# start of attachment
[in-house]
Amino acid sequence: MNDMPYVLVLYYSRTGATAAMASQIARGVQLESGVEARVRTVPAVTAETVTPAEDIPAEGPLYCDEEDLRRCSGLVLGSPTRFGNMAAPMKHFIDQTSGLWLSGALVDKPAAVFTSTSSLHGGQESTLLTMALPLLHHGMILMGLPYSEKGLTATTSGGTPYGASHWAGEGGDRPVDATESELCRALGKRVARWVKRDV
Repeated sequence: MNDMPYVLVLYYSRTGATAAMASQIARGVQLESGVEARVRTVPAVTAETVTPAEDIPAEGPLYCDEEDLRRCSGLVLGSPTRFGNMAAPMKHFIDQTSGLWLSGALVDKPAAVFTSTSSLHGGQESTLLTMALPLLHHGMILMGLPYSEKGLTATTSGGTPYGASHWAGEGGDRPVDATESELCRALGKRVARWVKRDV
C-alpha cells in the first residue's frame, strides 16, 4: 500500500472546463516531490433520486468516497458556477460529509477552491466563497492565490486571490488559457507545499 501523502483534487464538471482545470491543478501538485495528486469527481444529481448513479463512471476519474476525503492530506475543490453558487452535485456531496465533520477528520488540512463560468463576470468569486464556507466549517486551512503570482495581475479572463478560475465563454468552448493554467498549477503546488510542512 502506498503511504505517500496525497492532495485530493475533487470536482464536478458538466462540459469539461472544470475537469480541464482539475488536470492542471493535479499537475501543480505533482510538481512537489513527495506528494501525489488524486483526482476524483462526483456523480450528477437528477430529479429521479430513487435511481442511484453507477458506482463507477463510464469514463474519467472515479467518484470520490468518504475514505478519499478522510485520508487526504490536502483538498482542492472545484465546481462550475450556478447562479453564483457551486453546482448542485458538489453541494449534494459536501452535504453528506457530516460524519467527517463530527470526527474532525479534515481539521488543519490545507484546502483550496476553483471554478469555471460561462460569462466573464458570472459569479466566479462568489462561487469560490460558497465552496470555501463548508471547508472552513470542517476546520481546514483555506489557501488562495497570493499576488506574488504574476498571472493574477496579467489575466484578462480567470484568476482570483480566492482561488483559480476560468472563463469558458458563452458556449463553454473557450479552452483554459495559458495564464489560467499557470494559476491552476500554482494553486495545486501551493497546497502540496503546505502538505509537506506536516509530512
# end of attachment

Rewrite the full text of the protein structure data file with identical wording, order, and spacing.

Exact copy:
[in-house]
Amino acid sequence: MNDMPYVLVLYYSRTGATAAMASQIARGVQLESGVEARVRTVPAVTAETVTPAEDIPAEGPLYCDEEDLRRCSGLVLGSPTRFGNMAAPMKHFIDQTSGLWLSGALVDKPAAVFTSTSSLHGGQESTLLTMALPLLHHGMILMGLPYSEKGLTATTSGGTPYGASHWAGEGGDRPVDATESELCRALGKRVARWVKRDV
Repeated sequence: MNDMPYVLVLYYSRTGATAAMASQIARGVQLESGVEARVRTVPAVTAETVTPAEDIPAEGPLYCDEEDLRRCSGLVLGSPTRFGNMAAPMKHFIDQTSGLWLSGALVDKPAAVFTSTSSLHGGQESTLLTMALPLLHHGMILMGLPYSEKGLTATTSGGTPYGASHWAGEGGDRPVDATESELCRALGKRVARWVKRDV
C-alpha cells in the first residue's frame, strides 16, 4: 500500500472546463516531490433520486468516497458556477460529509477552491466563497492565490486571490488559457507545499 501523502483534487464538471482545470491543478501538485495528486469527481444529481448513479463512471476519474476525503492530506475543490453558487452535485456531496465533520477528520488540512463560468463576470468569486464556507466549517486551512503570482495581475479572463478560475465563454468552448493554467498549477503546488510542512 502506498503511504505517500496525497492532495485530493475533487470536482464536478458538466462540459469539461472544470475537469480541464482539475488536470492542471493535479499537475501543480505533482510538481512537489513527495506528494501525489488524486483526482476524483462526483456523480450528477437528477430529479429521479430513487435511481442511484453507477458506482463507477463510464469514463474519467472515479467518484470520490468518504475514505478519499478522510485520508487526504490536502483538498482542492472545484465546481462550475450556478447562479453564483457551486453546482448542485458538489453541494449534494459536501452535504453528506457530516460524519467527517463530527470526527474532525479534515481539521488543519490545507484546502483550496476553483471554478469555471460561462460569462466573464458570472459569479466566479462568489462561487469560490460558497465552496470555501463548508471547508472552513470542517476546520481546514483555506489557501488562495497570493499576488506574488504574476498571472493574477496579467489575466484578462480567470484568476482570483480566492482561488483559480476560468472563463469558458458563452458556449463553454473557450479552452483554459495559458495564464489560467499557470494559476491552476500554482494553486495545486501551493497546497502540496503546505502538505509537506506536516509530512